Rambam and Sefer Hachinuch conclude that the general principle of women being exempt from all time bound positive mitzvoth does not pertain to all cases. We learn this from the mitzvah of hakhel, in which the women are included, as it states: “Gather the people together, men, women and children…” (Devarim 31:12) Since women are obligated to hear the Torah being read during hakhel, we may infer that we are included in the mitzvah of learning Torah. As early as the twelfthcentury, Rabbi Yehudah HaChasid wrote in Sefer Chassidim 313 that a person is obligated to teach his daughters to fulfill Torah laws. Otherwise, how can they be expected, for example, to keep Shabbath if they do not know the laws of Shabbath? In the days of King Chezkiyahu, both men and women knew all the laws of purity and sacrifices. The Shunamite woman likewise would go to hear Elisha teach every Rosh Chodesh and Shabbath (2 Melachim 4:23).
MEN TO LEARN AND WOMEN TO LISTEN
“…that they may hear, and that they may learn, and fear Hashem your G-d, and observe to do all the words of this Torah” (Devarim 31:12). The Talmud (Chagiga 3a) concludes: “the men come to learn while the women come to listen.” It seems discriminatory that women are only permitted to audit. Are women not considered capable of learning Torah properly, in the manner expected of men? Perhaps we are underestimating the importance of being a good listener. Actually, the mitzvah of hakhel was geared towards teaching the entire people to develop good listening skills as it states “to read this Torah before all Israel in their ears” (Devarim 31:11). The word “shema” (listen) appears fifty two times in the selected hakhel Torah readings, which includes the first two paragraphs of the shema prayer. Listening is hard work, explains Diane BoneinThe Business of Listening. Active listening is more than just a skill; it's also a matter of attitude. In order to hear the message, we must be present, pay proper attention, look at the speaker and stop other tasks, not allowing interruptions to distract us. We must select the information that is most important and recognize emotional messages before forming an opinion. When words, issues, situations and personalities trigger our “hot buttons,” we tend to distort the message we are hearing and tune out or prejudge the message and/or the speaker. Being an active listener, involves the whole body. Not only the ears need to be tuned in, but also the eyes, intellect, and the entire being. Developing good listening skills is one of the main objectives of the mitzvah of hakhel as its selected reading implores us: “Hear O Yisrael, Hashem our G-d, Hashem is One” (Devarim 6:4). Since women are praised for their ability to listen, perhaps this is why the mitzvah of hakhel took place in the women's courtyard of the Temple.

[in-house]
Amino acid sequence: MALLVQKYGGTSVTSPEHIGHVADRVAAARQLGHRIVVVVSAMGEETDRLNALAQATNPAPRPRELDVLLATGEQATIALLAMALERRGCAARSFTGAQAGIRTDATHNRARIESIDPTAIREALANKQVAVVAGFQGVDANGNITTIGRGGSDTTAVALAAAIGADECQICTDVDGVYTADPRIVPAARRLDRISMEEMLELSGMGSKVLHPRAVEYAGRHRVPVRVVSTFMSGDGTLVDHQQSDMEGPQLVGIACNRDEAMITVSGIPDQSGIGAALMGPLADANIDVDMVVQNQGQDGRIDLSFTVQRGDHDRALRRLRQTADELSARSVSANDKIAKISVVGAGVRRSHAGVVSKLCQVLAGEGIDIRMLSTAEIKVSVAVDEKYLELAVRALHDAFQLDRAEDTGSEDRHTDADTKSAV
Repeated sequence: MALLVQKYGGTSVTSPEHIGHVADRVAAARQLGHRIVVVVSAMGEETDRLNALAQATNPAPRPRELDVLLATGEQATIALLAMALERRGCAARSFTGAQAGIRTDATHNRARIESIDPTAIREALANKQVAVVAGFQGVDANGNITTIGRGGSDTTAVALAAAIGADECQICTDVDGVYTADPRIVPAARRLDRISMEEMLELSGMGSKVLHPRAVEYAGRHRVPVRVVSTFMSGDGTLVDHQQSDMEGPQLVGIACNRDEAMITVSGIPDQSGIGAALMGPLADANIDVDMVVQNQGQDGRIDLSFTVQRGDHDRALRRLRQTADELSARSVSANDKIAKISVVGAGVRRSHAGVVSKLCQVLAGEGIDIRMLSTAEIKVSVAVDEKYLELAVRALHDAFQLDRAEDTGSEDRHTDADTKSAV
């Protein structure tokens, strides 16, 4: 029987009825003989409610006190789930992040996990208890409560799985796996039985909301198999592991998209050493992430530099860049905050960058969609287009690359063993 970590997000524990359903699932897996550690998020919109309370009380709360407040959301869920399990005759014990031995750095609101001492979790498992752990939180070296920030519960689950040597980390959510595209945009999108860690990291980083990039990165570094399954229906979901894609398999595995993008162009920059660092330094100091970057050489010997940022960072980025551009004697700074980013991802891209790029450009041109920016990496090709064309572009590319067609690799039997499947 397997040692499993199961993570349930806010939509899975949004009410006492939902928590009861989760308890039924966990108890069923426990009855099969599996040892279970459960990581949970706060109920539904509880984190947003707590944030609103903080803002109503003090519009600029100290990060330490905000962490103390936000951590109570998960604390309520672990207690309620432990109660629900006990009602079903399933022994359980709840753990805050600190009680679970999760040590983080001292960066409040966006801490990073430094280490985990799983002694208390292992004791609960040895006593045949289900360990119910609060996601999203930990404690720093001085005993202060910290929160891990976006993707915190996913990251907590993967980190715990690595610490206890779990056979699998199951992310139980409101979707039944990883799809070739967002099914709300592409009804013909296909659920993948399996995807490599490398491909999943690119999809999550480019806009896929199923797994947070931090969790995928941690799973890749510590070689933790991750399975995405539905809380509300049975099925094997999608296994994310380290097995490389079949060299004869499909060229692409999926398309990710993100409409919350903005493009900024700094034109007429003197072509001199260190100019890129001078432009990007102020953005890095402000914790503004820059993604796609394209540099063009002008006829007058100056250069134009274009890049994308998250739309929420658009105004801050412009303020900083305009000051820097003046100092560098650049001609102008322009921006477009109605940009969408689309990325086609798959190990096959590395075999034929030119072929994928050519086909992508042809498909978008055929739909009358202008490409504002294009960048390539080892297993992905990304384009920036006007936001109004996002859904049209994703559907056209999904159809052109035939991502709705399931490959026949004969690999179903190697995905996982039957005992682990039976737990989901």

REWARD FOR BRINGING THE CHILDREN
“That their children, who have not known anything, may hear, and learn to fear Hashem your G-d…” (Devarim 31:13) I wonder how it would be possible to hear even one word of the Torah, without being interrupted by the crying, cooing, fighting, and laughing of all the children who were present during hakhel.
The Talmud explains that the children were brought “in order to reward those who bring them” (Chagiga 3a). The mothers surely deserved reward for their wisdom of ensuring their children's impeccable behavior. The Shelah, however, warns us not to learn from the mitzvah of hakhel to bring children unsupervised to the synagogue where they are apt to disturb the service (Mesechet Tamid, chapter 54, mitzvah 76). “To reward those who bring them” may also refer to the fact that educating our children in Torah, actually gives us the opportunity (reward) to elevate ourselves as well. When Yehudah, son of Leah, realized that he was going downhill in a spiritual crisis, “he became busy taking a wife,”in order to bear children to educate in Torah and thereby raise himself up (Arugat habosem, Parashat Vayeishev). Women are privileged to be able to raise children and ensure that they be surrounded by Torah. It takes great wisdom and foresight to be organized in a way that allows us to bring our infants to Torah shiurim (classes) without disrupting the learning. By exposing our children to the words of our holy Torah, we not only gather inspiration and knowledge, we glean eternal reward and elevation.